As the protagonist’s concept of time shifts, so does his sense of identity. One entry describes his need to break free of the need to consume media, to keep up with the news on a daily basis — which, he comes to realize, is merely an excuse to feel some connection to his past and to society, however faint. What emerges in Augé’s account is a man with a strong sense of propriety, who possesses both a need for belonging and a longstanding dream of escape. When his fortunes turn after his retirement and divorce, he finds himself with almost no relatives except a cousin and only a few colleagues he considers friends. With nowhere to go and almost no one to call on, he packs up his few remaining belongings in the Mercedes, puts on one of his two suits with the Order of Merit ribbon visible in the buttonhole, and begins to learn what it means to live SDS. The diary weaves between internal monologue and descriptions of living in his car.

As the diary closes, the protagonist travels beyond Paris. Here, in mid-August, five months into homelessness, he finds he cannot “bear to hear [himself] speak the words” describing his homelessness to a very old friend. Yet, on the trip, Dominique, a woman who has become his lover, proposes he come with her to a little house she’ll be renting in a province outside Paris. It is at this moment the protagonist must make a choice: “start anew” with Dominique or “face up squarely, without evasion or illusion, to the final reckoning — that reckoning which deprived even the word ‘loneliness’ of all meaning.”

Augé’s nameless, conflicted protagonist is clearly supposed to be a figure of identification for the reader. We are meant to imagine ourselves in his position — Could this be someone I know, a neighbor or a relative? Could it one day be me? — and to realize that we share the same desires: to flee and to fit in, to be alone and to be accepted, and, above all, to be treated in social situations as a good, upstanding member of society. But this sense of fellow feeling, while effective, does not do what Augé claims is the real purpose of ethnofiction: to direct the gaze outward onto the social totality. Instead, it draws the view inward. The reader identifies with the protagonist, not simply as a symbol of this particular time, but as an “any man.” We are committed to thinking, as we ultimately do in most novels, of the individual rather than the collective.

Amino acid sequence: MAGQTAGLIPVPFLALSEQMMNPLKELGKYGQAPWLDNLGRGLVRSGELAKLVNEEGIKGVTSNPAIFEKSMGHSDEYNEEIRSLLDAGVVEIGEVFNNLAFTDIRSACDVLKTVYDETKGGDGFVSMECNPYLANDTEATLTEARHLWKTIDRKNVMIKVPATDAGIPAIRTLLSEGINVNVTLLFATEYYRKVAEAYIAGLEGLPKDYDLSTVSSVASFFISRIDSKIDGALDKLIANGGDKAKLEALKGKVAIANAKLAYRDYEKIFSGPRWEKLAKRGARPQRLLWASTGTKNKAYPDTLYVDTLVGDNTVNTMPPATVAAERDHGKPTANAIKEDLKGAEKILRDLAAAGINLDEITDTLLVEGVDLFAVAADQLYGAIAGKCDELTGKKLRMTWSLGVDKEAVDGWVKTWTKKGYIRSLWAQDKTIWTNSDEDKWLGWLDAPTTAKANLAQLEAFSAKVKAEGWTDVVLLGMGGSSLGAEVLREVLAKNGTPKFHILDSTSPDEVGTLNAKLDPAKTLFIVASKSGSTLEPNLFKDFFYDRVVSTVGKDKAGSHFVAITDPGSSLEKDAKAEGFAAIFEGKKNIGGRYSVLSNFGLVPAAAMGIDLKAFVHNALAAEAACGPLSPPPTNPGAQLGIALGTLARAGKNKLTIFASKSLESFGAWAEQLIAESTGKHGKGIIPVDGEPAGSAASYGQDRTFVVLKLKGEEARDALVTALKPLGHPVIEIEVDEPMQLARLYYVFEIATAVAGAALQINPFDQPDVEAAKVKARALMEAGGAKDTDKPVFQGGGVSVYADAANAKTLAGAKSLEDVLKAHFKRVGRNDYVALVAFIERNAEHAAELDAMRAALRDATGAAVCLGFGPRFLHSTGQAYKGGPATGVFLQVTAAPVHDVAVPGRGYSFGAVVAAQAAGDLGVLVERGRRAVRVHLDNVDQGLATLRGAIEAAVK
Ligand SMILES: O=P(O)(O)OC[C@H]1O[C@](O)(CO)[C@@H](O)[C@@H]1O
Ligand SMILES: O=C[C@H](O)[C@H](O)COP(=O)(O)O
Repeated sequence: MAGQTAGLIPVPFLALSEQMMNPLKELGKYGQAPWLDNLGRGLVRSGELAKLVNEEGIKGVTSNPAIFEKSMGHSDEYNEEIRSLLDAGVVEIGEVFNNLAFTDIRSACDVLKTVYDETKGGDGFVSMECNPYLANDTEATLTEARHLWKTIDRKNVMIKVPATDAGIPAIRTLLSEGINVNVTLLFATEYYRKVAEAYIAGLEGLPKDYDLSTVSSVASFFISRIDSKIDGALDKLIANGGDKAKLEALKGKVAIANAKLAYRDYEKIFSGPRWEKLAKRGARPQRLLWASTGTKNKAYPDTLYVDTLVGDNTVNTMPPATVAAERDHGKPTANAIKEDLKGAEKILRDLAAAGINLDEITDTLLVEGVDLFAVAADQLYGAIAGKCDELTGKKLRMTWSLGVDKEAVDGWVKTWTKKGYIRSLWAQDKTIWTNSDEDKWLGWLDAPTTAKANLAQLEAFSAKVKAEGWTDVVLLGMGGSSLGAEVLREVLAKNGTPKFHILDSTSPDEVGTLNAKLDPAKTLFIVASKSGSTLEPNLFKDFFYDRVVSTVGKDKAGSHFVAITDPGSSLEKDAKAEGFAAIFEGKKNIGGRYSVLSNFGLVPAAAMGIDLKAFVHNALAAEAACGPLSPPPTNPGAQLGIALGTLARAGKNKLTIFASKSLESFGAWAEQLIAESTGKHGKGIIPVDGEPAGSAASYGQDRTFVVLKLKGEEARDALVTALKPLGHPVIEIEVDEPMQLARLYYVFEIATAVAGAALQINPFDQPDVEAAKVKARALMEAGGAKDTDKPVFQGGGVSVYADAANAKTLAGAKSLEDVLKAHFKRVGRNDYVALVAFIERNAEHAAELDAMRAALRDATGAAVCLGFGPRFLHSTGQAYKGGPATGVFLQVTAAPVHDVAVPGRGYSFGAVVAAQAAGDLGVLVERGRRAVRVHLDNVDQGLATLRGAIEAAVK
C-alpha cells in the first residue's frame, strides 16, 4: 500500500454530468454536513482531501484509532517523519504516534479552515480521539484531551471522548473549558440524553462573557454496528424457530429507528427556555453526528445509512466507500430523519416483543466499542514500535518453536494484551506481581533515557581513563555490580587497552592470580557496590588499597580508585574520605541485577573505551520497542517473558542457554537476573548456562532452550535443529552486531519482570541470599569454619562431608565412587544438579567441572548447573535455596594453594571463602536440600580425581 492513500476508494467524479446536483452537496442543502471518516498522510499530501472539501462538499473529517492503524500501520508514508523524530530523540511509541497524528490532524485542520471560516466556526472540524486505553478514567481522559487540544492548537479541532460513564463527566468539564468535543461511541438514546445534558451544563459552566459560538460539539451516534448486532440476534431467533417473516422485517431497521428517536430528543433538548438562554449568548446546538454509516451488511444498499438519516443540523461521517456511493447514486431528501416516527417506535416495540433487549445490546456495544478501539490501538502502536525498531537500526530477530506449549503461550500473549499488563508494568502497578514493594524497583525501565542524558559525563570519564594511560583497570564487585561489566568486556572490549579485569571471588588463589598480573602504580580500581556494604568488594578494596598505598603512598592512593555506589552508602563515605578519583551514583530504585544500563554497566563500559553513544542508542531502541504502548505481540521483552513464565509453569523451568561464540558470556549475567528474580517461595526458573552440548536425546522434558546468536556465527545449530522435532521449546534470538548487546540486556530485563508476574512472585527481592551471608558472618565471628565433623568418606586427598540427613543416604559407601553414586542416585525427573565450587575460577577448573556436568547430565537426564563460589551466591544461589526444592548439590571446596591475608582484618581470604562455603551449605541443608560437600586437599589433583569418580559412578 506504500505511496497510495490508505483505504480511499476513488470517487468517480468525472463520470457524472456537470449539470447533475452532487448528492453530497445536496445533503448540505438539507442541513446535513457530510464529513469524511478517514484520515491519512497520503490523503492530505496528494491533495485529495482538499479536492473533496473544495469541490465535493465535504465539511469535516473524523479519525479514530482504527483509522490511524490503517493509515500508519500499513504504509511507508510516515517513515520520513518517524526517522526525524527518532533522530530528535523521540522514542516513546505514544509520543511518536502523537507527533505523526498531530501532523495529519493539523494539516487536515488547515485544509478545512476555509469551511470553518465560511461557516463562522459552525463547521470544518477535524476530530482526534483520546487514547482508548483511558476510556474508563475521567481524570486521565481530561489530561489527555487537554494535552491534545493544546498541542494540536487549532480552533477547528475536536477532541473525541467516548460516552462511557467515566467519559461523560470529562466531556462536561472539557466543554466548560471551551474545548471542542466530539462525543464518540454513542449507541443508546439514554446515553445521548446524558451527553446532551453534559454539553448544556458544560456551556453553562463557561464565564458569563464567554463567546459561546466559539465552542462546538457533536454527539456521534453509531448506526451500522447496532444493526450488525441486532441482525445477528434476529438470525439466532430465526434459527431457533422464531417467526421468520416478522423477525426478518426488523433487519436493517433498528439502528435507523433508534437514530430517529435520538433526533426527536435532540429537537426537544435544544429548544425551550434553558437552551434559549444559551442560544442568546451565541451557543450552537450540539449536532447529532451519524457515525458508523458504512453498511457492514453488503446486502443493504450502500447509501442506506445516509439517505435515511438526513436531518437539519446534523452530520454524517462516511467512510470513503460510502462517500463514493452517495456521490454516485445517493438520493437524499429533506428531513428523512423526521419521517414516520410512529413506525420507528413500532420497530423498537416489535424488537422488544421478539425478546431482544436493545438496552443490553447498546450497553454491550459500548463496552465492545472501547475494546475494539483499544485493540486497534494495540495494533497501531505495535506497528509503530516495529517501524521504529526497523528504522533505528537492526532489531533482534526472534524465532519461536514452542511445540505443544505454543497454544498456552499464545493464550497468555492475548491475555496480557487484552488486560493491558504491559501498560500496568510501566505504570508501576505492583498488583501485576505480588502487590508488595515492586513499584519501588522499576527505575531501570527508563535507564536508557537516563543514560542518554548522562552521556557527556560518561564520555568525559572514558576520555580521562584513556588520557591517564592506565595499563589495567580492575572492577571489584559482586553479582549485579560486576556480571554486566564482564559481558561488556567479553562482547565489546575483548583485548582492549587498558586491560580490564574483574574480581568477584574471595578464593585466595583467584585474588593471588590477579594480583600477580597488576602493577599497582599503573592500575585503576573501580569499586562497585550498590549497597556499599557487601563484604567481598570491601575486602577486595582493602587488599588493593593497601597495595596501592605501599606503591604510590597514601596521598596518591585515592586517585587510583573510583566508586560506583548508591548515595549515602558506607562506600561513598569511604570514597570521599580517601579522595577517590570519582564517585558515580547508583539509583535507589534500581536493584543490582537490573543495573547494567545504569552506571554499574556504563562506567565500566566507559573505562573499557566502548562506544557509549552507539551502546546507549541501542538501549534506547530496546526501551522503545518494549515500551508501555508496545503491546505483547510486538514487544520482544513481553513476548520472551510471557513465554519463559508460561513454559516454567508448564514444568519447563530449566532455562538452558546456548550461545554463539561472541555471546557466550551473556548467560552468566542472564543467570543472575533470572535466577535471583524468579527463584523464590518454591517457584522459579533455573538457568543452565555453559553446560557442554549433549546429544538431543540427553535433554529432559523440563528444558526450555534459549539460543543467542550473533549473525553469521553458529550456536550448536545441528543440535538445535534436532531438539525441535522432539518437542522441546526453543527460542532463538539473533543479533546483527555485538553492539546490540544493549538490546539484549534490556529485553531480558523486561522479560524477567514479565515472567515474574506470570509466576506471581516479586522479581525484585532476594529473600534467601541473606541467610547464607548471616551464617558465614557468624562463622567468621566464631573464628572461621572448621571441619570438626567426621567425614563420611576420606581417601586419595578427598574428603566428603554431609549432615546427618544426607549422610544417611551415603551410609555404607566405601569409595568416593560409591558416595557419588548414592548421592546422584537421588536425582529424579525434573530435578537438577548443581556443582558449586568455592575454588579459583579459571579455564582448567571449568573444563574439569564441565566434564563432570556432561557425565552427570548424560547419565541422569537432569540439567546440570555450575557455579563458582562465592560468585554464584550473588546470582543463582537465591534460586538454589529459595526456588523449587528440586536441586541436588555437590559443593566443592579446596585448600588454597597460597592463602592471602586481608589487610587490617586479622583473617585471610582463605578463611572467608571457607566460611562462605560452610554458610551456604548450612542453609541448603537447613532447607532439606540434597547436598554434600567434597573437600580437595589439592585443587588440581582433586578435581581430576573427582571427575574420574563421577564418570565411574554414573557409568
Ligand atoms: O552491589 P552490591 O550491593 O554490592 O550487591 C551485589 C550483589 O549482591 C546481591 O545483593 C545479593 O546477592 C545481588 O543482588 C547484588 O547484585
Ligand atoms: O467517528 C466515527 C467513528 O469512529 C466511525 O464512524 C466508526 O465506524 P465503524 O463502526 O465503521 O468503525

Augé ends his introduction with two characters from literature he claims for ethnofiction:

You only have to have moved house once or twice in your life to be able to imagine, without too much difficulty, the destructive effects wrought by the loss of spatio-temporal markers. It is no longer just psychology that is at issue in the situation of the homelessness but, directly, the essence of relationship, identity and being. Voltaire’s Candide or Montesquieu’s Persian were characters from ethnofiction but they looked at the world and were amazed by it. Today it is in looking at himself that the ethnofictional character discovers the world’s madness.

Novels have an ethnographic or ethnofictional bent to them insofar as they force us to think as much about the social conditions that burden and even destroy the protagonists as we do about the protagonists themselves. But it is not clear how the unfortunate tax inspector is a witness to his times any more than any other typical character in a play, a poem, a film, or a novel. Augé does not promise rigorous, scientific insights into the phenomenon of homelessness, but he does want his literary efforts to turn our gaze outward. Instead, we turn repeatedly to look inward.

This is not to say No Fixed Abode fails completely; on the contrary, it is a lovely book. The difficulty, really, is with the genre of ethnofiction itself, which has yet to produce an example that clarifies its raison d’être the way the great works of fiction did with the novel in the 18th century. Where, then, do we place Augé’s text? Tucked in with the fiction, feeling proud to be in alphabetical order near Austen? Or alongside more straightforward ethnographies like Jay McLeod’s Ain’t No Makin’ It and Snow and Anderson’s Down on Their Luck?

In my view, No Fixed Abode belongs squarely in the realm of the novel. Despite all his protestations in the introduction, Augé has created a romantic, sympathetic character. The distance he tries to create between himself and his tax inspector by setting the word “protagonist” apart in quotations, and by declaring himself a scientist rather than a novelist, is oddly parallel to his protagonist’s faith in the literary to sustain him socially and in his own sense of self. One April day, he considers a cryptic fragment from Franz Kafka’s “Meditations”:

“You keep talking about death and yet you do not die.”

“And yet I shall die. What I am writing is my swansong. One man’s song is longer, another man’s song is shorter. But the difference is only ever a matter of a few words.”

Commenting on this passage, the tax inspector writes,

Taking writing seriously, taking it “at its word” — doesn’t that mean writing as though you were to die the minute you stopped?

But what am I talking about? Who do I take myself for? I prefer not to answer, so as not to give in to despondency.

Who does Augé take himself for? This passage, like much of No Fixed Abode, speaks of an anxiety familiar to any writer and researcher, especially one invested in documenting lived experience and the literary myths that inform and even create it. Just as his narrator has no fixed abode, Augé’s book has no fixed genre; its claim to authority as precarious as its protagonist’s existence. We must keep writing, Augé suggests, in order to create the world and ourselves within it. If we stop writing, does society die? More personally: If the writer, the anthropologist, the novelist stops writing, does he or she become irrelevant? Perhaps this is why Augé’s book feels balanced between ethnographic detail and a fictionalized but very real inner conflict: it is less a reflection of society than a deeply personal meditation on the act of writing.


Leah Reich is a researcher and writer living in Oakland.